My feet race from rooftop to rooftop. The moon is shining down on me, illuminating my white figure and showing me the way. I pause on top scaffolding above the market square. Soon my target comes into my vision. As he draws close enough I unsheathe my hidden blade as I take my leap towards him; And with one swift movement, in one scarce second. His life comes to an end by my hands. I am Ezio Auditore da Firenze, and like my father before me, I am an Assassin.
Assassin's Creed II is not shy on epic moments. Especially when dealing with major historical events and figures such as Leonardo de Vinci. But instead of continuing the adventures of Altair in the Third Crusade from the first game, we take a flash forward in time to a new Assassin in Renaissance Italy 1476. The previously named Ezio Auditore da Firenze is a young Italian noble who leads a normal nobleman life of money, woman, and fights in the name of his family honor. In fact at the start of the game you're not even an Assassin at all. But that all ends as a horrible family tragedy involving a conspiracy that affects all of Italy causes you to don the white cowl and seek vengeance where vengeance is due.
Although rough around the edges as an Assassin rookie would be; over the course of the game you will be taught by various allies how to be the best badass Assassin you could be. Oh and don't expect Ezio's vengeance to be swift. While the game starts in Florence Italy 1476 Ezio's entire adventure will span many years of his life all the way through 1499. Along the way he will be traveling from cities such as Florence, Tuscany, Venice, etc. And let's not forget recently escaped Desmond Miles and Lucy Stillman who, while hiding from Abstergo, meet up with some remaining Assassin's in the modern day and use the Animus 2.0 to view Ezio's life through his eyes.
Visually, Assassin's Creed II has improved moderately from its predecessor. Instead of dank desolate streets such as Acre we are shown the rich, vibrant colors of some of Italy's most famous cities. My personal favorite is the country side of Tuscany. You just can't beat that sun. However graphics do remain slightly the same with only moderate improvement it's still a welcome change (Lucy looks a lot hotter if you ask me). The sound quality is great, especially when you can actually hear your sword slash the flesh of a nicely slain guard; or how some roof shingles might come loose if your landing isn't as perfect. But if none of this does it for you then the games score will definitely have you entranced in your surroundings. You may not cry, but you're eyes might very well get teary.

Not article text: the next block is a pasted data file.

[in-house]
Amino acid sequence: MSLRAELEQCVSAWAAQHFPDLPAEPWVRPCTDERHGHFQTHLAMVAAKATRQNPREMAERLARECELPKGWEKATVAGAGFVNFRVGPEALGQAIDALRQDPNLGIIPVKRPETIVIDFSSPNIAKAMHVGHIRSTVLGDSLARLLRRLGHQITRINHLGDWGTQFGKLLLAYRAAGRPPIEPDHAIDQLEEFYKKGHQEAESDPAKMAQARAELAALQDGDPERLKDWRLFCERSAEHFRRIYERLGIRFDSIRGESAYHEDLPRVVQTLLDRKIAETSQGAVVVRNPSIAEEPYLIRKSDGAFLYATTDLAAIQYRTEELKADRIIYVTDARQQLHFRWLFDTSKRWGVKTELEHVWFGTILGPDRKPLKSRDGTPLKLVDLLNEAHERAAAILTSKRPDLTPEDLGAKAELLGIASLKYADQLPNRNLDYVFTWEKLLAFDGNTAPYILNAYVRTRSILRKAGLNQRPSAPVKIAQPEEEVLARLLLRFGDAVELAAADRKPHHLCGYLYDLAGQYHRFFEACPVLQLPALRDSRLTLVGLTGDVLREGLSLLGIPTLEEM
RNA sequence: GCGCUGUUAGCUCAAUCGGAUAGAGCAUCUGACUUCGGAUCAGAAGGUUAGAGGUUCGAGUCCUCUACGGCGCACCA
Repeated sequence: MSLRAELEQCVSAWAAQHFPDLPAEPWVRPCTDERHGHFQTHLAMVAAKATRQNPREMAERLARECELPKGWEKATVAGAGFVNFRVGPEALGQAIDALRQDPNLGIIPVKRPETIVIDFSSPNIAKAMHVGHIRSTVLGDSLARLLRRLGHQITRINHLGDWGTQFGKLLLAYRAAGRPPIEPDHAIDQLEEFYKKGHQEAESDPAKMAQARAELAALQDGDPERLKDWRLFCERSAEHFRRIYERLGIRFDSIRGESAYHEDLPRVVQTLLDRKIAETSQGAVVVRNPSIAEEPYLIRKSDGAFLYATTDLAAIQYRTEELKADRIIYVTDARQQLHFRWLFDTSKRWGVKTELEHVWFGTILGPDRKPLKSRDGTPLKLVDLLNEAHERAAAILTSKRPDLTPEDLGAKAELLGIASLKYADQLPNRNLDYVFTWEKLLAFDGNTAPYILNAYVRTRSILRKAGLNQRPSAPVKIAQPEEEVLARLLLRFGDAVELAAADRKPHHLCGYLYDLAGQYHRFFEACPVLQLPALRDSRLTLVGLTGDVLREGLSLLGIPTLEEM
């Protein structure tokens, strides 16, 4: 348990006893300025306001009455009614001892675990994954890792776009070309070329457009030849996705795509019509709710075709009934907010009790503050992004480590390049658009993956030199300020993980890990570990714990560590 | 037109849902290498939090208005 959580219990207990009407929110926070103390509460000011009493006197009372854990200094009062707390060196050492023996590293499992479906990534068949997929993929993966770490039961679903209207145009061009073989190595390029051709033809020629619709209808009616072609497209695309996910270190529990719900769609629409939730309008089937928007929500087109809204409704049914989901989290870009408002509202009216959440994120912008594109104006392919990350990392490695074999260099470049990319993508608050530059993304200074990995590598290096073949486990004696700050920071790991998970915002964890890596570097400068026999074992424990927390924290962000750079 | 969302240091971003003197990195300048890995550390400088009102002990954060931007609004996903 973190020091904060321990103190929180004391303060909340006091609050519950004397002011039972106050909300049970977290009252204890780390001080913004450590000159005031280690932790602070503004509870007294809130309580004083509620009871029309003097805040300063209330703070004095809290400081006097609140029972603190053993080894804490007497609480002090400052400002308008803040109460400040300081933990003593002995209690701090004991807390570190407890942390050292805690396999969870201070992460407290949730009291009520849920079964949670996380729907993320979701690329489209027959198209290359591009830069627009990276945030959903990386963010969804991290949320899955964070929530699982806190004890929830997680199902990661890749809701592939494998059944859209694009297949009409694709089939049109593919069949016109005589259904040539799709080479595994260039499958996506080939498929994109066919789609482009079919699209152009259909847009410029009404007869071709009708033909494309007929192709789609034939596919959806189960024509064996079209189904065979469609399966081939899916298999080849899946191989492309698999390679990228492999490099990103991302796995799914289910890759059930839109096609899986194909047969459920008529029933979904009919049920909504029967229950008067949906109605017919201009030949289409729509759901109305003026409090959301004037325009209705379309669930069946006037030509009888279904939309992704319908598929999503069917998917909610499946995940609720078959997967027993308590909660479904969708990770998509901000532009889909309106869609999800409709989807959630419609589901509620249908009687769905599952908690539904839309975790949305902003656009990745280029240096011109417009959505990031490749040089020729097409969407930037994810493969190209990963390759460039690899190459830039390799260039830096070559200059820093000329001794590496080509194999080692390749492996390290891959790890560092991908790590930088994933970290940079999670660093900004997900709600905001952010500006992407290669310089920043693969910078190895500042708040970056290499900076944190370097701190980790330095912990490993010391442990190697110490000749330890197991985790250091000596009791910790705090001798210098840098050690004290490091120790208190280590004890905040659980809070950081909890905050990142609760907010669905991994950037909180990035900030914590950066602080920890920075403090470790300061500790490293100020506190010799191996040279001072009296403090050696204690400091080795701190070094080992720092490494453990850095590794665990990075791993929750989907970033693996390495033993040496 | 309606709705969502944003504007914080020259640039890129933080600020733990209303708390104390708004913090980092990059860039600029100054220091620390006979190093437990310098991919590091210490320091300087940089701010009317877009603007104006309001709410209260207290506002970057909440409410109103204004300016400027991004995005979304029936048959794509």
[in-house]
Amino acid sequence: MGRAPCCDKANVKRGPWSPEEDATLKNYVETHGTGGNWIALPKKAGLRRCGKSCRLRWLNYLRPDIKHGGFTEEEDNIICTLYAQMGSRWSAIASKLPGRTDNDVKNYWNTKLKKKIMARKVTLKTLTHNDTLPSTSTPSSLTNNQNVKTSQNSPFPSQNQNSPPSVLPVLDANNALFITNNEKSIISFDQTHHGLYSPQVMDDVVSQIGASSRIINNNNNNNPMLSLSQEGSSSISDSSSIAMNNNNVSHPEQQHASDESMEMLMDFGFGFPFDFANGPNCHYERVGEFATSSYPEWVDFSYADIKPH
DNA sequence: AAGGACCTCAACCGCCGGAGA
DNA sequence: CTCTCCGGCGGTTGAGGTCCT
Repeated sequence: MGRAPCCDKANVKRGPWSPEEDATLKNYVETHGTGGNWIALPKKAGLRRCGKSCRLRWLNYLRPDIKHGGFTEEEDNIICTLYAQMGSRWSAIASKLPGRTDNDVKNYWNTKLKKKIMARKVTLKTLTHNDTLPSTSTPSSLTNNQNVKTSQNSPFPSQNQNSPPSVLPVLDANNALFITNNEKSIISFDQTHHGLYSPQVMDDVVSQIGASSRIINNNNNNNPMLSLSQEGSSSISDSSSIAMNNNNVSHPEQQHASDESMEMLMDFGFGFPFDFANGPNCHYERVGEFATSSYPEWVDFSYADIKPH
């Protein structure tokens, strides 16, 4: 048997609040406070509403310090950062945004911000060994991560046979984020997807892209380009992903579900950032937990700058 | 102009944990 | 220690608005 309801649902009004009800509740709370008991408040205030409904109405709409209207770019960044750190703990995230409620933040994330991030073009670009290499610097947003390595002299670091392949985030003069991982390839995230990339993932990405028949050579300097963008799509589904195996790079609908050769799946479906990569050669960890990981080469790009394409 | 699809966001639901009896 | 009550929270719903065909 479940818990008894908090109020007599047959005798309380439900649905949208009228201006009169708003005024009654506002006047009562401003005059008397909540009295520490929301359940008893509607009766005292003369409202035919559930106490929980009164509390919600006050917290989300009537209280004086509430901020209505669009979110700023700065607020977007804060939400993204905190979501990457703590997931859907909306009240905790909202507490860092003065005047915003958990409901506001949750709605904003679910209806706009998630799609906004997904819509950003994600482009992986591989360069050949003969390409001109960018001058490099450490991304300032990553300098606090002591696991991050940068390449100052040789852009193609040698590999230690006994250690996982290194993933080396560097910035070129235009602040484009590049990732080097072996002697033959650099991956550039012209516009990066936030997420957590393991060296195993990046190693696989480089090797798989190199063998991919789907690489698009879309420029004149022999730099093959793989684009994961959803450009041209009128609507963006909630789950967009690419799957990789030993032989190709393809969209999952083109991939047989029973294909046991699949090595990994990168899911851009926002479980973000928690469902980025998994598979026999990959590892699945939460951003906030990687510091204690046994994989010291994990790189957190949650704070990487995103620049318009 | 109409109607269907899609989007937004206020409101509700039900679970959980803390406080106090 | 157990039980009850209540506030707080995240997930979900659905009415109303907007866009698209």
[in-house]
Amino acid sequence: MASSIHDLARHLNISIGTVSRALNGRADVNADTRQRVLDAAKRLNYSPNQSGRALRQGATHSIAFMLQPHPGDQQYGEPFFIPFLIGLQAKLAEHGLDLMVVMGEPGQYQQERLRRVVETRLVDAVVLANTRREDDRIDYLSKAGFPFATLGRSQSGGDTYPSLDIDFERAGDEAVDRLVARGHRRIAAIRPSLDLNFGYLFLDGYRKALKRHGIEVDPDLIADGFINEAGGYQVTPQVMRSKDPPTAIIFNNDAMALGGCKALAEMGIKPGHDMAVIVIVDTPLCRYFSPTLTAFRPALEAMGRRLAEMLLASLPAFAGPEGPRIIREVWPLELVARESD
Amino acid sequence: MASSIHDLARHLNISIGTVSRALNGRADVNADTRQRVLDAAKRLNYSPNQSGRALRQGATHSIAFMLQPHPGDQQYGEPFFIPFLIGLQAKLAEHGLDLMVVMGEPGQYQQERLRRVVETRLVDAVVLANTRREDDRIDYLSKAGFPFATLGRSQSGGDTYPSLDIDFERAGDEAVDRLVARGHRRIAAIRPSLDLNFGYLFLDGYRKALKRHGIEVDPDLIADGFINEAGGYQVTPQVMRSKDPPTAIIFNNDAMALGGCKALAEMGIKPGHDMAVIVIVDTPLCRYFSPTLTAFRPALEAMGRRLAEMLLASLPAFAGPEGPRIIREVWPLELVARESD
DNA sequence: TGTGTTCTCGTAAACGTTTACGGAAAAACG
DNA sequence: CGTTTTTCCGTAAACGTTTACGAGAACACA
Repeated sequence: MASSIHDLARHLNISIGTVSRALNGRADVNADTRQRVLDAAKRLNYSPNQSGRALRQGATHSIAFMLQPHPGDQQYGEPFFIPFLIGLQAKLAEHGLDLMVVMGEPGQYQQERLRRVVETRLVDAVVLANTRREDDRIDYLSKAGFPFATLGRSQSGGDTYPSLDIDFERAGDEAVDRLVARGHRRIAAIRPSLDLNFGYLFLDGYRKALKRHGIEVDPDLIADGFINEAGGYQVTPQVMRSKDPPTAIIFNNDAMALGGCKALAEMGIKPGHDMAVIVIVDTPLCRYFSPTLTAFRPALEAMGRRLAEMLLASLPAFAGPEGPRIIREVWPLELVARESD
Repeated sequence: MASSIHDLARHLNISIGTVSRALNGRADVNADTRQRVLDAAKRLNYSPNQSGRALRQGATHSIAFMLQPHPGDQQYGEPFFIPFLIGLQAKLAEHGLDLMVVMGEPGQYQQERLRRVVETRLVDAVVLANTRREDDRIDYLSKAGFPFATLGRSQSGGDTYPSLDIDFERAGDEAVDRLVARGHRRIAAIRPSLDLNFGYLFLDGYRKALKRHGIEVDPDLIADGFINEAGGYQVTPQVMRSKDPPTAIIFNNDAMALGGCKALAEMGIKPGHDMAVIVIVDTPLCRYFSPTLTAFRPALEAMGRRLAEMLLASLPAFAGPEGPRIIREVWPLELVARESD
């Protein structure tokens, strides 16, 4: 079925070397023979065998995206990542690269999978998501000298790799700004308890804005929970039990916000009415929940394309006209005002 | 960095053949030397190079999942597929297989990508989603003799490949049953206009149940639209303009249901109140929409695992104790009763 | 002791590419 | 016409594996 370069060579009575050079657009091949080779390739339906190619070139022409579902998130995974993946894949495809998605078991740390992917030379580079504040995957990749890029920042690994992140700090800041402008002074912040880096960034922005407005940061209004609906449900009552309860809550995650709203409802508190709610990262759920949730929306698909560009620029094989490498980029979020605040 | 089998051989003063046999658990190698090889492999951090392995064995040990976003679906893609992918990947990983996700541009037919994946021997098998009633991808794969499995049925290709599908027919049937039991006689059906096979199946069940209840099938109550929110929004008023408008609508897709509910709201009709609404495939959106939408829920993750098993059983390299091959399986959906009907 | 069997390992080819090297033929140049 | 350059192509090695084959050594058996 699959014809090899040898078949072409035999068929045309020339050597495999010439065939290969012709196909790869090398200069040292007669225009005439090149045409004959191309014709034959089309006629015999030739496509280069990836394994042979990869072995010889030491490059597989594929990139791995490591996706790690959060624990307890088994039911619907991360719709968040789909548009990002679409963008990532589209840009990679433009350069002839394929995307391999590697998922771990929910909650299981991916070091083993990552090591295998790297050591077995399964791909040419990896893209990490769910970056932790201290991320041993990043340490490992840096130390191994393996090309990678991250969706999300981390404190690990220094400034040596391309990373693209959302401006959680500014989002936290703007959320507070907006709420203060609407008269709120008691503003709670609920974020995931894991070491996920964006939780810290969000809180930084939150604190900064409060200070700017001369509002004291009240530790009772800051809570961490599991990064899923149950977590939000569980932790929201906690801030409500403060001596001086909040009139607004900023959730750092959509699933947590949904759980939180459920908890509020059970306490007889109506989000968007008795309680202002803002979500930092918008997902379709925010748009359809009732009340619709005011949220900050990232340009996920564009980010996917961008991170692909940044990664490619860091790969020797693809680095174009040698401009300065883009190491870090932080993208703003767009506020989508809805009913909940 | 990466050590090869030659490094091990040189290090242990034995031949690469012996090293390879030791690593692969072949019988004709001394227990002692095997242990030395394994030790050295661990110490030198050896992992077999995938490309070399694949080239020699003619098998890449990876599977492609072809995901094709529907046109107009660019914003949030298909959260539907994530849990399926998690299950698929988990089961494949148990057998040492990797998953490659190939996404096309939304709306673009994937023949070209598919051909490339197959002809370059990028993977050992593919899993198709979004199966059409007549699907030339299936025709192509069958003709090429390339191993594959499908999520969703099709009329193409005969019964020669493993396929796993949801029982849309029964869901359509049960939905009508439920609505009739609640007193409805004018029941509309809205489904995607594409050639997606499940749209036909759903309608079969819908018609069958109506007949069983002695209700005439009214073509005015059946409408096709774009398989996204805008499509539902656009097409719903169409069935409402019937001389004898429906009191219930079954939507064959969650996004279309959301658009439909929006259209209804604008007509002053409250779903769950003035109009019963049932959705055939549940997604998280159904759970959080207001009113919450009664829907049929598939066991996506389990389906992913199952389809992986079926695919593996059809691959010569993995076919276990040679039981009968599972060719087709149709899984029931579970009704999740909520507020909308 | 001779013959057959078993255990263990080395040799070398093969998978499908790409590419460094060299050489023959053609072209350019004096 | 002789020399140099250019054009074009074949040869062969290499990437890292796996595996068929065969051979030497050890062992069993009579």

Gameplay is where we see the vast difference from the previous Assassin's installment and its sequel. Unlike the first game, the side missions are optional now and they don't have any real tie in for the main story. So this time you don't need any investigations to go after your main target. But the side missions are still great to play and come in greater variety now. Instead of the greatly repetitive 3-5 missions ACII will have around 16 different mission types guaranteed to keep things fresh enough. Also in place of the hidden flags from AC this time you'll be collecting feathers found although out the cities. And this time collecting them will unlock some content that could become use full later in the game.